The athmosphere is great! The different perspectives (almost cinemalike) and the sound support the gloomy feeling of the game. There is often more than one solution to a situation. The graphics are good, even better than in the next episodes.
The controls sometimes do not work (e.g. running is difficult). In some cases the perspectives are not very good which is a disadvantage in fighting. There are a few unfair scenes. The puzzles are not that genious. IT IS MUCH TOO SHORT.
The Bottom Line
Action-Adventure that concentrates more on action. You see yourself from different perspectives in the game, depending on where you are. Pretends to be based on a novel but most players won't notice.
DOS · by Mr Creosote (366) · 1999
|Crime doesn't pay
|Nov 8, 2011
1001 Video Games
Alone in the Dark appears in the book 1001 Video Games You Must Play Before You Die by General Editor Tony Mott.
All backgrounds were rendered in 3D via multiple camera angles, then converted to 2D.
Alone in the Dark was made with a budget of US $400,000.
Christmas CD re-release
There was a Christmas CD re-release with all the patches and Jack in the Dark.
According to the French book La saga des Jeux Videos, by Daniel Ichbiah, the original title would have been In the Dark. The idea came from the Infogrames' PDG, Bruno Bonnell, and one of his collaborators, Eric Motet. The player would have been constantly in the dark, having only 3 matches he could use to progress.
Frederic Raynal, an Infogrames coder who was working on a 3D engine in his free time, tried to integrate the project very soon, but he didn't succeeded in convincing Eric Motet. He then finished his 3D engine and made a demo with an Infogrames artist Didier Chanfray. The result was shown to the managers in 1991 and it was judged so good Raynal became the project leader.
After a first attempt by the team itself, the scenario was written by Hubert Chardot, an independent writer who had worked for the 20th Century Fox and was a real Lovecraft fan. The definitive version was finished in only 3 afternoons, the whole team participating. Chaosium, judging it was unfaithful to Lovecraft's work, refused to validate it, thus losing any right to perceive royalties on it. It's also at this moment that the definitive title was chosen.
Last but not least.. when the project was in its early stage, Frederic Raynal met Yael Barroz, an Infogrames artist which integrated the team. They married very soon.
More details can be found in the book already mentioned; this is just a partial summary.
Inspiration to other games
Besides the obvious sequels, this game also "inspired" two other Infogrames Cthulu games, Shadow of the Comet and Prisoner of Ice. Two books in the game refer to Lord Boleskine and his ill-fated expedition to Illsmouth, which was later used as the basis for Shadow of the Comet's plot. Another book refers to the Prisoners of Ice who are featured in the Infogrames game of the same name.
This game is widely reported as being the inspiration for the Resident Evil series for both its graphical innovation and "survival horror" plot. But in terms of the graphic engine, a similar approach was used in Cruise for a Corpse.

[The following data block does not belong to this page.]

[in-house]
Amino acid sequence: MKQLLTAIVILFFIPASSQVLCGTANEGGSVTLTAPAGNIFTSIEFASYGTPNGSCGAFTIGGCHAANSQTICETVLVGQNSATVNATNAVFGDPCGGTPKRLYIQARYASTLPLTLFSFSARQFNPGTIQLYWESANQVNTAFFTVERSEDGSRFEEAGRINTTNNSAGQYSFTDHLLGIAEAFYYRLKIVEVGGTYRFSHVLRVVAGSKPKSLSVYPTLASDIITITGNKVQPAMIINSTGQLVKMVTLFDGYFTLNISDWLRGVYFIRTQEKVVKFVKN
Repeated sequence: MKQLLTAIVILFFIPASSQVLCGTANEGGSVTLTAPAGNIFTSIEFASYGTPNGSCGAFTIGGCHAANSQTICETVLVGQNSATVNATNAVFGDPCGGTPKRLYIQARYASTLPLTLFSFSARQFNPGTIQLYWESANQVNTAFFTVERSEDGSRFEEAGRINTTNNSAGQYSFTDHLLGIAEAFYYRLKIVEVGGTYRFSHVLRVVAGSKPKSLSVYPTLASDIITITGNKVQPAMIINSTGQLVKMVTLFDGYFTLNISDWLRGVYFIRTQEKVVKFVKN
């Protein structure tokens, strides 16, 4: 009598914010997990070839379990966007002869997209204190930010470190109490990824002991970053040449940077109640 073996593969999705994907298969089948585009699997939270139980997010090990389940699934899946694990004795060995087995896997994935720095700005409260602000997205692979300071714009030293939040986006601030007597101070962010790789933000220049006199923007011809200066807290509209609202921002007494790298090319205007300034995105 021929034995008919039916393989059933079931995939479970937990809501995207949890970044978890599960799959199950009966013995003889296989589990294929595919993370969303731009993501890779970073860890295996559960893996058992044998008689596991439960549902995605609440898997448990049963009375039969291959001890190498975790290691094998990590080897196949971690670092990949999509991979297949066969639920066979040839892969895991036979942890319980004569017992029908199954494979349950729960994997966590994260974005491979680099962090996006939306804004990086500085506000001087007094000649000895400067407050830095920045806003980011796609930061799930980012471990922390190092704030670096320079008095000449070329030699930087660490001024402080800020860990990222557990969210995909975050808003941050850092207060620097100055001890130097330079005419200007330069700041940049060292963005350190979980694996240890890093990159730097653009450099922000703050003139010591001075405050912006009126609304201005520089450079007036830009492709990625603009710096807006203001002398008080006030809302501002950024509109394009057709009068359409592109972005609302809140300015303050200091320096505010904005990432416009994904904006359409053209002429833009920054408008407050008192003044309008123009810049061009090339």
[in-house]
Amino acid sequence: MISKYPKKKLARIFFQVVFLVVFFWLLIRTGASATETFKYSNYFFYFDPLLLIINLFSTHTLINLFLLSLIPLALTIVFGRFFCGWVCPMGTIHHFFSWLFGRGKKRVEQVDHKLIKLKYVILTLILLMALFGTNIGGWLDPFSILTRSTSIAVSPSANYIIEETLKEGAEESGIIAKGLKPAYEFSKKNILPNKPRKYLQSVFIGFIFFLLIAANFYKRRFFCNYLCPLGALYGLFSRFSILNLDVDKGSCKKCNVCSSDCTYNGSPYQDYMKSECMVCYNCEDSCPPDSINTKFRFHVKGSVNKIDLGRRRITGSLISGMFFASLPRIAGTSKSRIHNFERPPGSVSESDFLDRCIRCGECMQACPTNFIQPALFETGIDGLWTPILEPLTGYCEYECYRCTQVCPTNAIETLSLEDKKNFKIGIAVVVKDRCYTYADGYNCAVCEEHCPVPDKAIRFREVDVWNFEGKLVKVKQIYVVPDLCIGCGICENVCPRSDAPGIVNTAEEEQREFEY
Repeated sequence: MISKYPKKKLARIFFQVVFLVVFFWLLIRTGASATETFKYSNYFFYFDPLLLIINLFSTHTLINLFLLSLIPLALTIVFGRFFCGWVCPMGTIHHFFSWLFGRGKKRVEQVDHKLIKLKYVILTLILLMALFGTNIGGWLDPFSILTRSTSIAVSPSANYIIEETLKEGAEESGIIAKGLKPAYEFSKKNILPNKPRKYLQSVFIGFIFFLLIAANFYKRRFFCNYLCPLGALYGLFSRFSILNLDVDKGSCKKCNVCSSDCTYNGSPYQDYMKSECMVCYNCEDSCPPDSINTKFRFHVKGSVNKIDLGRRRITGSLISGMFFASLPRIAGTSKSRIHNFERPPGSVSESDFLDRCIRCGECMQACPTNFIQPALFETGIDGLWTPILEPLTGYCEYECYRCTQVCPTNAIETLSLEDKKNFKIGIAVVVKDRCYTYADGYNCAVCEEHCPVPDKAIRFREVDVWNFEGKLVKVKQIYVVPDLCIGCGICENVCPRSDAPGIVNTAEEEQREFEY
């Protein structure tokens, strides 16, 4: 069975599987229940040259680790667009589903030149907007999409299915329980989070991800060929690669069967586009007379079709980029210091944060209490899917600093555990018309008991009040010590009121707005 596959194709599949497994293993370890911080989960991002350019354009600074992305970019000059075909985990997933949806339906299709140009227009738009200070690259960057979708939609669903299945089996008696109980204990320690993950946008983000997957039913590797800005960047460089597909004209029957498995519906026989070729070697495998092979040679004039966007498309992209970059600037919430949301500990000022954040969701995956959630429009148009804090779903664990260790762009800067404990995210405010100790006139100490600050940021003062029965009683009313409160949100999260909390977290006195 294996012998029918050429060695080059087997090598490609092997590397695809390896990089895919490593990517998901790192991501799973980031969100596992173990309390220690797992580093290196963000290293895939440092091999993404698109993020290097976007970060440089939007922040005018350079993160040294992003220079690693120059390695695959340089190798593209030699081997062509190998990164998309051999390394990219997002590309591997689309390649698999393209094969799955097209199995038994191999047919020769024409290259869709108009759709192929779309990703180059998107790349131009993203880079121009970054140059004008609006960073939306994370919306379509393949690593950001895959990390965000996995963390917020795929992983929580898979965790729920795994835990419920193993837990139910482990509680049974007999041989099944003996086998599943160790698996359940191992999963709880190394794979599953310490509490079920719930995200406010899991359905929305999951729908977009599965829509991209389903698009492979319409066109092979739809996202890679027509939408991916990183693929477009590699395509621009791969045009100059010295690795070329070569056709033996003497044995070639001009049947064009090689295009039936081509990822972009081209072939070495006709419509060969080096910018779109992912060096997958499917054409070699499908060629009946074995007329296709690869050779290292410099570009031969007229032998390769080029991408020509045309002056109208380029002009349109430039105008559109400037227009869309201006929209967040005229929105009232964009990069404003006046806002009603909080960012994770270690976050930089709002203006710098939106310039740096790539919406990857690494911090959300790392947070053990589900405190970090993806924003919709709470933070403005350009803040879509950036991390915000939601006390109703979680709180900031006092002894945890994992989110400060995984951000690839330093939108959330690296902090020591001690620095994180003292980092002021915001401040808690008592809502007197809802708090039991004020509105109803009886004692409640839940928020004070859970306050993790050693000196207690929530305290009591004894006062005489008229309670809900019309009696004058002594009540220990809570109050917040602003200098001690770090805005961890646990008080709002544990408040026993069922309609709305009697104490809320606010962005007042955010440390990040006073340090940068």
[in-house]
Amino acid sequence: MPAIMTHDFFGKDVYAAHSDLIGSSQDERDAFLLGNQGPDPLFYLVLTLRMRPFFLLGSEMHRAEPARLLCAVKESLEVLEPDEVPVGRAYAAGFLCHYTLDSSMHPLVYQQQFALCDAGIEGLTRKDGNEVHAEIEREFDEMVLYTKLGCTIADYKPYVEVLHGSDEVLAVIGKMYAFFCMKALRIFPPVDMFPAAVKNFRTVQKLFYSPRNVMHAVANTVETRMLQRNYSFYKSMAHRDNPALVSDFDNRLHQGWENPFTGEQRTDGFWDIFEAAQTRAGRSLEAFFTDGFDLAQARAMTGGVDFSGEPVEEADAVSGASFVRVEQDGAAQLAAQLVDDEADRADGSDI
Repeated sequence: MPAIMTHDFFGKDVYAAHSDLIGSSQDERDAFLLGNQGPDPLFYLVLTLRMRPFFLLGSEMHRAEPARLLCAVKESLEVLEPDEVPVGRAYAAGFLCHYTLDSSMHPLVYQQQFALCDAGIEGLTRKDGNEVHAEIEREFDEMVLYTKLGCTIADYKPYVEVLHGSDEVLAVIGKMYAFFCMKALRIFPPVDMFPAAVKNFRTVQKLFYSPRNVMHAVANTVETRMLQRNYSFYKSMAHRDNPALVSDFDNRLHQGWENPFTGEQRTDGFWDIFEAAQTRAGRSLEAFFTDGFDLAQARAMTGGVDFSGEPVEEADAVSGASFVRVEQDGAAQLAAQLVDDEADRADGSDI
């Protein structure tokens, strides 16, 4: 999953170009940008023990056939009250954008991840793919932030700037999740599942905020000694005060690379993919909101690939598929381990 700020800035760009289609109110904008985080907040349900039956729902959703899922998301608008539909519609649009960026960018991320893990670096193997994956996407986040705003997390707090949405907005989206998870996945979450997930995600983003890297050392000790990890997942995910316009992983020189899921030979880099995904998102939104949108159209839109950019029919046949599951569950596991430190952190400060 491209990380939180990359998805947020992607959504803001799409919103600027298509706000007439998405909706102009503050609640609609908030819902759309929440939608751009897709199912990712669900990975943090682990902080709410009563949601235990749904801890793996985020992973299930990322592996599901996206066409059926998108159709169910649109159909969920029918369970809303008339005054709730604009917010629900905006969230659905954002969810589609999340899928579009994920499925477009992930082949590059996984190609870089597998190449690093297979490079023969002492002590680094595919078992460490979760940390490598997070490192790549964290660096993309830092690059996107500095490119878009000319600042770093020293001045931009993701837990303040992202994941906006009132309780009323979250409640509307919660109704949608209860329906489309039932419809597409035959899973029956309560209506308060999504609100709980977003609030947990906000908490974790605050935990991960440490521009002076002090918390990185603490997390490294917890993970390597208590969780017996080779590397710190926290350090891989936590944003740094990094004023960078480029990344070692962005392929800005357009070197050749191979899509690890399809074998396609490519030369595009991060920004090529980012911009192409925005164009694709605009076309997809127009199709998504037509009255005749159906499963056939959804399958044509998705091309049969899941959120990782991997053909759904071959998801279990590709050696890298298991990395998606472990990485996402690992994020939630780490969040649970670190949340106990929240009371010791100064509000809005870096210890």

The story was inspired by a supposedly true event. A man by the name of Edward Carnby spent a night in an old house by the name of Decerto to prove that it wasn't haunted. The following morning it is reported that Carnby used a pay phone to call someone called Gloria Allen and according to a witness he looked like "he'd been fighting 'gators all night."
Before its release, Infogrames announced that Alone in the Dark would be the first in a new series of games; The "Virtual Dreams" series. Each game would have a totally different plot and setting, but they would all use the same engine. The original Alone in the Dark box (at least, in Europe) had different cover art, and featured the "Virtual Dreams" title. The game was later re-issued in its current box design, and there was no further mention, from Infogrames, of the "Virtual Dreams" series.
- Computer Gaming World
- February 1996 (Issue #139) – Introduced into the Hall of Fame
- November 1996 (15th anniversary issue) - #88 on the 150 Best Games of All Time list
- November 1996 (15th anniversary issue) – #14 Best Way To Die In Computer Gaming (being dragged into the underworld and sacrificed after)
- Vol.3, Iss. 1 - Best 3DO Action/Adventure Game of the Year in 1994
- Game Informer
- October 2005 (issue #136) - one of the Top 25 Most Influential Games of All Time
- GameStar (Germany)
- Issue 12/1999 - #34 in the "100 Most Important PC Games of the Nineties" ranking
- ECTS Awards 1993
- Most original game
- Game of the year France
- Best graphics
Related Sites +
Postmortem Video - How the game was crafted
A video featuring Alone in the Dark designer Frédérick Raynal discussing in depth the creation of Alone in the Dark on it's twentieth anniversary. Video is about an hour long, taken on March 9, 2012 at GDC 2012. Content starts at time index 13:32 in the video.
Walkthrough on GameFAQs
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Contributors to this Entry
Game added by Brian Hirt.
Game added October 25, 1999. Last modified February 23, 2024.